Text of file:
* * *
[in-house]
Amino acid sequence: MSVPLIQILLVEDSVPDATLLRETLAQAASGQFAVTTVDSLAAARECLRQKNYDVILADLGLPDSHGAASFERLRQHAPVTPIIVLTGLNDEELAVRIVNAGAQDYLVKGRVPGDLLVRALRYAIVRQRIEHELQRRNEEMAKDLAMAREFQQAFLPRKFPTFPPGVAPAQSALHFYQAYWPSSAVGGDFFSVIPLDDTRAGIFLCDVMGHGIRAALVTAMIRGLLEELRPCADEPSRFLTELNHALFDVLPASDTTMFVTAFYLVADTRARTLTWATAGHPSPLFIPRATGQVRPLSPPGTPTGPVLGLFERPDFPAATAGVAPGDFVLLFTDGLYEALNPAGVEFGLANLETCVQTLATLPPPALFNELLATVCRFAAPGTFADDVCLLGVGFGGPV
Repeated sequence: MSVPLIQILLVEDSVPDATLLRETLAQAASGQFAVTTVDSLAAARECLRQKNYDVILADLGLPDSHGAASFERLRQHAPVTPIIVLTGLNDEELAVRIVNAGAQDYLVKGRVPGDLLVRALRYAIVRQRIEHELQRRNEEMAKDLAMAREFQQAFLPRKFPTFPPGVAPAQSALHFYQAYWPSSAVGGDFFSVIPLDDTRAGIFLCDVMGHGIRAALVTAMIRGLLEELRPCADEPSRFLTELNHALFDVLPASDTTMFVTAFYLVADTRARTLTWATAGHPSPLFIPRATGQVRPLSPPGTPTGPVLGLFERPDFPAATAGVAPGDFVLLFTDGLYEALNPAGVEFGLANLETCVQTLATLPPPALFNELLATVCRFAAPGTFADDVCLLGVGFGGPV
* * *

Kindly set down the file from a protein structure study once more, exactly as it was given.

[in-house]
Amino acid sequence: MSVPLIQILLVEDSVPDATLLRETLAQAASGQFAVTTVDSLAAARECLRQKNYDVILADLGLPDSHGAASFERLRQHAPVTPIIVLTGLNDEELAVRIVNAGAQDYLVKGRVPGDLLVRALRYAIVRQRIEHELQRRNEEMAKDLAMAREFQQAFLPRKFPTFPPGVAPAQSALHFYQAYWPSSAVGGDFFSVIPLDDTRAGIFLCDVMGHGIRAALVTAMIRGLLEELRPCADEPSRFLTELNHALFDVLPASDTTMFVTAFYLVADTRARTLTWATAGHPSPLFIPRATGQVRPLSPPGTPTGPVLGLFERPDFPAATAGVAPGDFVLLFTDGLYEALNPAGVEFGLANLETCVQTLATLPPPALFNELLATVCRFAAPGTFADDVCLLGVGFGGPV
Repeated sequence: MSVPLIQILLVEDSVPDATLLRETLAQAASGQFAVTTVDSLAAARECLRQKNYDVILADLGLPDSHGAASFERLRQHAPVTPIIVLTGLNDEELAVRIVNAGAQDYLVKGRVPGDLLVRALRYAIVRQRIEHELQRRNEEMAKDLAMAREFQQAFLPRKFPTFPPGVAPAQSALHFYQAYWPSSAVGGDFFSVIPLDDTRAGIFLCDVMGHGIRAALVTAMIRGLLEELRPCADEPSRFLTELNHALFDVLPASDTTMFVTAFYLVADTRARTLTWATAGHPSPLFIPRATGQVRPLSPPGTPTGPVLGLFERPDFPAATAGVAPGDFVLLFTDGLYEALNPAGVEFGLANLETCVQTLATLPPPALFNELLATVCRFAAPGTFADDVCLLGVGFGGPV